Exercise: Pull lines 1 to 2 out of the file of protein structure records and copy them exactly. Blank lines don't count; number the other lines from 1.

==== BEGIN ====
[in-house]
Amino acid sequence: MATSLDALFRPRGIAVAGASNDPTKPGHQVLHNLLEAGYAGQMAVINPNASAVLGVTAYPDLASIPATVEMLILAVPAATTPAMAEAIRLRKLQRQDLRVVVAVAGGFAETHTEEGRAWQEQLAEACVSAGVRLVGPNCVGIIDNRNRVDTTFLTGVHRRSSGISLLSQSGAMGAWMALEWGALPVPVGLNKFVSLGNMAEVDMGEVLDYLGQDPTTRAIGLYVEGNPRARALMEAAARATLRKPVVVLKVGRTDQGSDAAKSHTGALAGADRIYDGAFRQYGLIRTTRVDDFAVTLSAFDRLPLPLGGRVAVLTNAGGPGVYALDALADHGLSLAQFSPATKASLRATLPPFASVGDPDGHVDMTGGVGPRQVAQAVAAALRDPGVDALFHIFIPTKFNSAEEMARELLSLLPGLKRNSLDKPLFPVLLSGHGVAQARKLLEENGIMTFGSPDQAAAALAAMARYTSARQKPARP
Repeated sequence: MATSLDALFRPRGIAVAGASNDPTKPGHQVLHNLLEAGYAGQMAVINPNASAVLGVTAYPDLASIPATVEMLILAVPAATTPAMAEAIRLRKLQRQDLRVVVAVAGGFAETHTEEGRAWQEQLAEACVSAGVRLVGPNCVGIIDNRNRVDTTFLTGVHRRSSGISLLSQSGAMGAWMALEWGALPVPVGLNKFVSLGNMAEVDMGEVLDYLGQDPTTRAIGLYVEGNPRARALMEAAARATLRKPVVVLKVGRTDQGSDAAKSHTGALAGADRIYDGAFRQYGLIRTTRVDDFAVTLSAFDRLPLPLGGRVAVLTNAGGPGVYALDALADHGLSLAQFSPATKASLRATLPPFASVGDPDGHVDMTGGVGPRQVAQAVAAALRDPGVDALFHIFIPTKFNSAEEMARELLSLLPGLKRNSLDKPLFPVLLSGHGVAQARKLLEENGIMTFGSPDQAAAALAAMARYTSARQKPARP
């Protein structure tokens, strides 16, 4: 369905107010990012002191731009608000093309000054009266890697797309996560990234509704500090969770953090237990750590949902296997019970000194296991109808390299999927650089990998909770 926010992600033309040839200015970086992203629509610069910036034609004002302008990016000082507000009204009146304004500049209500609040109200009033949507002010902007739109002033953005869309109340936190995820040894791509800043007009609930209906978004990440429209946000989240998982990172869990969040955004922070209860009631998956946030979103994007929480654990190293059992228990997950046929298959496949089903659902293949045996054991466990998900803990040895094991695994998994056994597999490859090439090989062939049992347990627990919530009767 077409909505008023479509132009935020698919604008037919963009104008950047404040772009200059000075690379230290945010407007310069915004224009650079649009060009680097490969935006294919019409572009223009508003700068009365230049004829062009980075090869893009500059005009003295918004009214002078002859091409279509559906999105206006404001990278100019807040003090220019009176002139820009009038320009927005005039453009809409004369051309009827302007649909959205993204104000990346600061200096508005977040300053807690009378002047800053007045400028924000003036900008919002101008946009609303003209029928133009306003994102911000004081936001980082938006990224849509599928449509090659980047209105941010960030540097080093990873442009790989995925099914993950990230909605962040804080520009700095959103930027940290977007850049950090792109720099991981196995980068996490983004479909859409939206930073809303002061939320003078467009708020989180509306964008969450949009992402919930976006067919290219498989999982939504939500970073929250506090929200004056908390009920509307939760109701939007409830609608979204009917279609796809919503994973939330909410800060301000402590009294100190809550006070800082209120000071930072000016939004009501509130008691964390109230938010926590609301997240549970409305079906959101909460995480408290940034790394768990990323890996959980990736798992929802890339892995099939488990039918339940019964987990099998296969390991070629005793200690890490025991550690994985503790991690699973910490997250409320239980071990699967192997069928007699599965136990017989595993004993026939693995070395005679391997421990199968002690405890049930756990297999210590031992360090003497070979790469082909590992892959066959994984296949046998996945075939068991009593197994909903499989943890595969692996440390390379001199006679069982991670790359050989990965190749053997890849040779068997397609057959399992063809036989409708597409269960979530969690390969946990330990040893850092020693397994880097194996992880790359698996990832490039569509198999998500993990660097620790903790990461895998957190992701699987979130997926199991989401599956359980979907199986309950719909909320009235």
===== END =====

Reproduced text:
[in-house]
Amino acid sequence: MATSLDALFRPRGIAVAGASNDPTKPGHQVLHNLLEAGYAGQMAVINPNASAVLGVTAYPDLASIPATVEMLILAVPAATTPAMAEAIRLRKLQRQDLRVVVAVAGGFAETHTEEGRAWQEQLAEACVSAGVRLVGPNCVGIIDNRNRVDTTFLTGVHRRSSGISLLSQSGAMGAWMALEWGALPVPVGLNKFVSLGNMAEVDMGEVLDYLGQDPTTRAIGLYVEGNPRARALMEAAARATLRKPVVVLKVGRTDQGSDAAKSHTGALAGADRIYDGAFRQYGLIRTTRVDDFAVTLSAFDRLPLPLGGRVAVLTNAGGPGVYALDALADHGLSLAQFSPATKASLRATLPPFASVGDPDGHVDMTGGVGPRQVAQAVAAALRDPGVDALFHIFIPTKFNSAEEMARELLSLLPGLKRNSLDKPLFPVLLSGHGVAQARKLLEENGIMTFGSPDQAAAALAAMARYTSARQKPARP